Will Caps rub off on Rich­mond?

Richmond Times-Dispatch Weekend - - SUNDAY PUNCH -

Move over Detroit. Rich­mond is now Hock­ey­town, USA. OK. Just kid­ding.

Yet, how in­cred­i­bly eye­pop­ping was it to see the RVA among the top 10 mar­kets in tele­vi­sion for the Stan­ley Cup Fi­nal, top­ping out at fourth over­all with an 11.4 rat­ing?

Only Washington D.C.,

Las Ve­gas and Bal­ti­more ranked higher across the coun­try.

“It’s shock­ing to say the least,” said NHL on NBC host Liam Mc Hugh. “You think you are look­ing at the wrong sheet of pa­per or the wrong event. But it’s so great to see all these mar­kets around

D.C. be ‘all in,’ and why not? It’s such an in­cred­i­ble story of a mar­ket and a team that’s waited so long and has such a his­tory.”

His­tory oc­curred Thurs­day night when the Cap­i­tals fin­ished off the Ve­gas Golden Knights in five games to hoist Lord Stan­ley’s Cup.

The fol­low­ing morn­ing, my ra­dio show was flooded with calls of sto­ries of where peo­ple watched or how they woke up their child out of a sound sleep so they could share the mo­ment. One sent a video from their all­night road trip to party in the streets of D.C. Many shared the sto­ries of just how long they’ve waited for this to hap­pen.

There was then one caller who asked af­ter shar­ing his hap­pi­ness: Doesn’t this ex­cite­ment, along with TV rat­ings, show Rich­mond could sup­port an­other hockey team?

It’s been since 2009 that there was a face­off at the Coli­seum for a Rich­mond Rene­gades game. Prior to that there were the Robins and River­dogs.

Would Rich­mond sup­port hockey?

Let me urge cau­tion. It’s easy to be a crea­ture of the mo­ment.

Joy­ous soc­cer fans once told me af­ter the U.S. tied Eng­land in the 2010 World Cup that this would change how Amer­i­cans look at the sport and some­day would pass the NFL in pop­u­lar­ity in the states.

Eight years later, the

U.S. didn’t qual­ify for the World Cup and “Sun­day Night Foot­ball” is the high­est-rated tele­vi­sion show seven years run­ning.

To an­swer the ques­tion, yes, Rich­mond could sup­port hockey — if done right.

First and fore­most, a new arena is needed.

“If the Fly­ing Squir­rels can play in The Di­a­mond then a hockey team…” Don’t even bother fin­ish­ing the sen­tence with “The Coli­seum.”

In this age where ev­ery sta­dium has to be big­ger and flashier, it’s im­pres­sive and a tes­ta­ment to the Squir­rels that they can still pull an av­er­age of 6,000 fans a night into a build­ing that’s a con­crete slab with no Jum­botron, L.E.D. boards or flashy bells and whis­tles.

The prob­lem when it comes to talk­ing about a new arena or ball­park, it’s way eas­ier for peo­ple like me with­out the money to talk about it.

This also isn’t just an

“if you build it, they will come” sit­u­a­tion.

Ar­guably hockey is the great­est sport to see live. The sights, sounds, and speed aren’t done jus­tice on tele­vi­sion.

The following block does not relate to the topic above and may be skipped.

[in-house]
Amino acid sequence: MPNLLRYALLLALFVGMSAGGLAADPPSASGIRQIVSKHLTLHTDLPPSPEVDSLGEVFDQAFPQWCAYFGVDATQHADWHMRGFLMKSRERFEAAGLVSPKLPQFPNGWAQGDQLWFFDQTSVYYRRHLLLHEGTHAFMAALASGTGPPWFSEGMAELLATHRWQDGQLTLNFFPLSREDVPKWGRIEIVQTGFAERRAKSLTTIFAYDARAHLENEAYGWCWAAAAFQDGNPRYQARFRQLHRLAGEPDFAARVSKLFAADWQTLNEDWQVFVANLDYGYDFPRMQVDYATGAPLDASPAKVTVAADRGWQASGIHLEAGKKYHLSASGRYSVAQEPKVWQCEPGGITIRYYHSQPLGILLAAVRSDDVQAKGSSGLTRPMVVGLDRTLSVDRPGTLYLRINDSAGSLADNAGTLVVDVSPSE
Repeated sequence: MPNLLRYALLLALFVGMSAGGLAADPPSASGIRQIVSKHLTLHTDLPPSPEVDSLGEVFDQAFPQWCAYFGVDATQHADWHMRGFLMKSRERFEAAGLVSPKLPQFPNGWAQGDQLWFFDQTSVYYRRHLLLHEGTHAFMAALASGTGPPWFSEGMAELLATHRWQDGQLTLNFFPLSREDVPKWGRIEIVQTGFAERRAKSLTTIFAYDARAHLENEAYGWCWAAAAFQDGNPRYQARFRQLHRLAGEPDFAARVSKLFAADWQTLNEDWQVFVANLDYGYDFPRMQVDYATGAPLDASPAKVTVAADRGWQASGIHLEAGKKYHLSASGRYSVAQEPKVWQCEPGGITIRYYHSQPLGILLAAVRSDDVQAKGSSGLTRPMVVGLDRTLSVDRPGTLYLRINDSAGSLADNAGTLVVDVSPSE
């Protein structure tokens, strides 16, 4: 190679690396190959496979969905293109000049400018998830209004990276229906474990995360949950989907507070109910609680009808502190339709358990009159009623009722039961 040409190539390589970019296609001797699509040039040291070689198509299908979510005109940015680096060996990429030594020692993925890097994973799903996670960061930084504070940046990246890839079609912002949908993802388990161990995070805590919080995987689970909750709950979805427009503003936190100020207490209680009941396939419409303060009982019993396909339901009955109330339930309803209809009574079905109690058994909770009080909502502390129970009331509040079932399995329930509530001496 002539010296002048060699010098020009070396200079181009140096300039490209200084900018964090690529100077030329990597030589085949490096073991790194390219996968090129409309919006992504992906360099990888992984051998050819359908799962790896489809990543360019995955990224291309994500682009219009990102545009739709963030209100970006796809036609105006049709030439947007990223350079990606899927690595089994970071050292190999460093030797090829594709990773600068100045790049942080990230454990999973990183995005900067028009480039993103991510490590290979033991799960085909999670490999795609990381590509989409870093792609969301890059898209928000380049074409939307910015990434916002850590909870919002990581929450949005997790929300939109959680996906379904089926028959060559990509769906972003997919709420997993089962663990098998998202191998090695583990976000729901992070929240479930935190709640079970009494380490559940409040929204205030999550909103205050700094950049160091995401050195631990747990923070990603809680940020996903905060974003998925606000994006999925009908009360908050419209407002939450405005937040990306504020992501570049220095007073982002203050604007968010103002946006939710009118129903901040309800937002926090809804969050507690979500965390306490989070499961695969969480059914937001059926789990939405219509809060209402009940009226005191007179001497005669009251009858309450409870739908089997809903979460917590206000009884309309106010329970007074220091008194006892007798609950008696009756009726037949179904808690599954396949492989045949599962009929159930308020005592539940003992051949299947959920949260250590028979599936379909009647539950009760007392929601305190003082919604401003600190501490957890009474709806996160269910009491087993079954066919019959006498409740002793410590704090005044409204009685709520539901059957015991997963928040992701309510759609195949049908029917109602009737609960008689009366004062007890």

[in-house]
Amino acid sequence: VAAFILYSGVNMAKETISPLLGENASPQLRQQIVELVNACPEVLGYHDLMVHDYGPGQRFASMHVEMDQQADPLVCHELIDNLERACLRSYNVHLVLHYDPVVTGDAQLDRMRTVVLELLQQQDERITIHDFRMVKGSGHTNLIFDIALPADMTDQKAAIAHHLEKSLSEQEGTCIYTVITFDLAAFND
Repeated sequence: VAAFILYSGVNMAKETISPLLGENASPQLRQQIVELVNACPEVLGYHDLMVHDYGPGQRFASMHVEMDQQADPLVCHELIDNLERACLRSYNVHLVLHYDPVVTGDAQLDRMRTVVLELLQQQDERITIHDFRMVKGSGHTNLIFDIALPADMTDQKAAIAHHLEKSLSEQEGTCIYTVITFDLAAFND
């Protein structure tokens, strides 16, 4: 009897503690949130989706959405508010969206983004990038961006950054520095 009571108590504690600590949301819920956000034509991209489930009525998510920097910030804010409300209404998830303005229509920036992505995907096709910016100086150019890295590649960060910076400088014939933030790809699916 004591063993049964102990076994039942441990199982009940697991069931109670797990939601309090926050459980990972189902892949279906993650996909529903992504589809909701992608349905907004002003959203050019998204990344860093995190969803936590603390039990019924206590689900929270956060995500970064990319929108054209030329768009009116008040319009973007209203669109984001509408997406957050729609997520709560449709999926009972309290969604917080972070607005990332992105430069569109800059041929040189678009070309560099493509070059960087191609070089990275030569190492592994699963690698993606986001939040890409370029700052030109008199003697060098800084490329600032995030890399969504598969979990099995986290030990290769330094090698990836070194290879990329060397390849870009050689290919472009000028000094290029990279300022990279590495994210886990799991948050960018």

Yet, the sport can’t be the lone at­trac­tion.

Take the Fly­ing Squir­rels phi­los­o­phy: They want good base­ball for the diehard fan, but they also want great en­ter­tain­ment for the fan’s spouse, who may not be a base­ball fan. They want him or her to have a laugh at the on­field pro­mo­tion or con­tests while look­ing at their child’s smile be­cause of Nutzy and Nu­tasha.

There’s also hav­ing a great mar­ket­ing cam­paign with mer­chan­dise that peo­ple will wear. You want a town be­ing proud of their team. Whether it be a gro­cery run to Kroger or shop­ping at Short Pump, you’d be pressed not to run into at least one per­son in Squir­rels ap­parel.

It’s im­per­a­tive for mi­nor league sports or non­tele­vised teams that their offfield prod­uct helps sell as many tick­ets, if not more, than what hap­pens on the field.

Fi­nally, while the Squir­rels won’t be made or broke by MLB af­fil­i­a­tion, it would be a huge as­set for a Rich­mond hockey team to have a Cap­i­tals af­fil­i­a­tion. Washington has been the Her­shey Bears’ par­ent club (AAA) since 2005 in the AHL and on and off again with the South Carolina St­ingrays of the ECHL (AA) since 2004.

There are enough peo­ple who’ll at­tend a Squir­rels game just for base­ball along with Na­tion­als, Phillies, and Ori­oles fans who will at­tend to see the fu­ture stars of their or­ga­ni­za­tion.

Hockey is a less pop­u­lar sport that’s af­fected by ge­o­graph­i­cal prox­im­ity — hav­ing the San Jose Sharks’ AHL team wouldn’t be as well-re­ceived as hav­ing the San Fran­cisco Gi­ants’ farm club in town. There just aren’t as many gen­eral hockey fans in cen­tral Vir­ginia, and as shown by the Rich­mond rat­ings, a con­nec­tion to the Caps would be an as­set.

Could Rich­mond sup­port hockey again some­day?

In short, yes. But there’s a lot more than just bring­ing in just any team and drop­ping a puck. Wes McEl­roy hosts a daily sports talk show week­days on 910 AM from 6-9 a.m.

1995, TIMES-DIS­PATCH

Mi­nor league hockey has had a mixed his­tory in Rich­mond, but one high point was the Rene­gades’ 1995 Ri­ley Cup for the ECHL ti­tle. Could the Cap­i­tals’ crown spark an­other hockey fran­chise bid for Rich­mond?

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